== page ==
One person dies every 30 minutes in the U.S. as a consequence of head and neck cancer. Solid tumor growth is dependent on the ability of tumor cells to recruit and sustain their own microvascular network. Therefore, targeted disruption of the tumor vasculature might be beneficial for the treatment of patients with oral cancer. The broad long-term goals of this research are to understand the biology of microvessel regression and to develop antiangiogenic strategies for oral cancer. The objectives of this application are to study the process of caspase mediated disruption of human microvessels in vitro and in vivo, and to examine the effect of the disruption of the tumor neovascular network on oral tumor growth. Dimerization of caspase-9, an apical protease of the apoptotic pathway, activates an irreversible signaling pathway that results in cell death. To perform the studies proposed here. An inducible artificial death switch (iCapase-9) has been as engineered and characterized; it consisted of the catalytic domain of caspase-9 fused to an FKBP-based dimerizer domain. Microvascular endothelial cells stably transduced with iCaspase-9 will be plated in collagen matrices to study molecular mechanisms of capillary tube disruption in vitro. Human microvessels will be engineered in immunodeficient mice with endothelial cells expressing iCaspase-9 to study the biology of microvessel regression in vivo. There are also plans to design and characterize a targeted adenoviral vector to deliver iCaspase-9 specifically to the tumor endothelium. Tumor neovascular endothelial cells express specific markers (alpha vBeta2 and KDR), which are expressed in low levels, or not expressed by endothelial cells of mature blood vessels. The approach will target the adenoviruses to tumor neovessels by: 1) enhancing the tropism of the vector with the incorporation of the RGD-4C peptide (shown to bind to alpha v Beta3 and to home specifically to tumor neovessels into the adenoviral fiber protein; and 2) by driving the expression of iCaspase-9 with domains of the promoter and enhancer of KDR (shown to be preferentially expressed in tumor neovessels). This research will enhance the understanding of the biology of neovascular regression, and will investigate a novel anti-angiogenic strategy based on targeted delivery and controlled activation of a pro-apoptotic caspase in the endothelium of oral tumors.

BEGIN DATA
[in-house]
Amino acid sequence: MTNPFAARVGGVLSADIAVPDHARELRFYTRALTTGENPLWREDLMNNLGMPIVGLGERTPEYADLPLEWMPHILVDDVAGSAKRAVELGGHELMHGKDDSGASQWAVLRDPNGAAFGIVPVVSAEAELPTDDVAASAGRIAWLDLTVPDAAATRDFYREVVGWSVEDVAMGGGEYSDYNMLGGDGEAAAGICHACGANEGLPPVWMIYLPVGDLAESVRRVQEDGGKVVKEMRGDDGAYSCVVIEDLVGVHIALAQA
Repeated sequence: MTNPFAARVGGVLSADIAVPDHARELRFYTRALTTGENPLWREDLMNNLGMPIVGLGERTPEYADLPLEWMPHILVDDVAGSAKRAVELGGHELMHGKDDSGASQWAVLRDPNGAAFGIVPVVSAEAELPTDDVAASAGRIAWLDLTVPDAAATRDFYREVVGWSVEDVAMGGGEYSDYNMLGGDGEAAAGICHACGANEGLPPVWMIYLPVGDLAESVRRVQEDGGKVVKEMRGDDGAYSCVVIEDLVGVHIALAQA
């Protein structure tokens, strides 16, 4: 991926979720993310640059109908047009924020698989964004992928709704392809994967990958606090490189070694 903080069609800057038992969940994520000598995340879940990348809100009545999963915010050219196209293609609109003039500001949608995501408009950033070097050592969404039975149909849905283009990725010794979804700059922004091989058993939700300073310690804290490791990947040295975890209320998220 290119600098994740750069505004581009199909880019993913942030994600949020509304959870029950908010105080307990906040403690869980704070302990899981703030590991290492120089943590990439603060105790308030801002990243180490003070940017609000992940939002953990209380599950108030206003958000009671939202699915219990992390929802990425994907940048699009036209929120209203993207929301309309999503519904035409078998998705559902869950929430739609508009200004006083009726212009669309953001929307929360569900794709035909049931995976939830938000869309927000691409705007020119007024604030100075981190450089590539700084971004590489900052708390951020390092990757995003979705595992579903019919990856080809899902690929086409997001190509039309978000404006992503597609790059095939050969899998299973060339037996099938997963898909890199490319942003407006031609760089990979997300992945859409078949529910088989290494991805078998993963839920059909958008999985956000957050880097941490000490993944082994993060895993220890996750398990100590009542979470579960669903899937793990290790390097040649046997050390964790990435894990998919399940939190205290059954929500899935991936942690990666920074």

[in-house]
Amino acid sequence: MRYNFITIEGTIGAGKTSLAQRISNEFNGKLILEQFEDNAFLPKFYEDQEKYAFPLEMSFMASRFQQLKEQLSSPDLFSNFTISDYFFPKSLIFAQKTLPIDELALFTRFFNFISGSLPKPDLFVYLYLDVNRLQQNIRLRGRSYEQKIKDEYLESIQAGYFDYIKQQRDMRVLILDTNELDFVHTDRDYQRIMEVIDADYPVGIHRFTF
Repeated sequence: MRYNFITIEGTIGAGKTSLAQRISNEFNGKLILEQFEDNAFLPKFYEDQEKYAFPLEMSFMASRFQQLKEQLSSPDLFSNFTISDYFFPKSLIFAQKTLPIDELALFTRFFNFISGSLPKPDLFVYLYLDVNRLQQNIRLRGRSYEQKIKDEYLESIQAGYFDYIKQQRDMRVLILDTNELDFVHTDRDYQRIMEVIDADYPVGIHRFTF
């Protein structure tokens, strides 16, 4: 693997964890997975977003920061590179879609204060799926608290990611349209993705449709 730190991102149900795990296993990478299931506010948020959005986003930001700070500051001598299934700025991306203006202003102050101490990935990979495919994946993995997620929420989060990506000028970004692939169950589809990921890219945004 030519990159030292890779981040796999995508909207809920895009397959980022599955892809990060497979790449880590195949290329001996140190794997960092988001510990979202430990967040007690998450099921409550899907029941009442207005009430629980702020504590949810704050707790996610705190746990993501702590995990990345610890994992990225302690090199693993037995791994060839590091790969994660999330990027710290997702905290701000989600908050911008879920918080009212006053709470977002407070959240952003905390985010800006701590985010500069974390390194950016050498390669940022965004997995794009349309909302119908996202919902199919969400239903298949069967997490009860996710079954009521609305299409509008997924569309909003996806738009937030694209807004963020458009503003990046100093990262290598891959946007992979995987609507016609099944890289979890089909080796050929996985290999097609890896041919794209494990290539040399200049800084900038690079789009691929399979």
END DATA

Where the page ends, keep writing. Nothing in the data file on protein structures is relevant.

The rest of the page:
National Institute of Health (NIH)
National Institute of Dental & Craniofacial Research (NIDCR)
Research Project (R01)
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Special Emphasis Panel (ZRG1-OBM-1 (02))
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Shirazi, Yasaman
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University of Michigan Ann Arbor
Schools of Dentistry
Ann Arbor
United States
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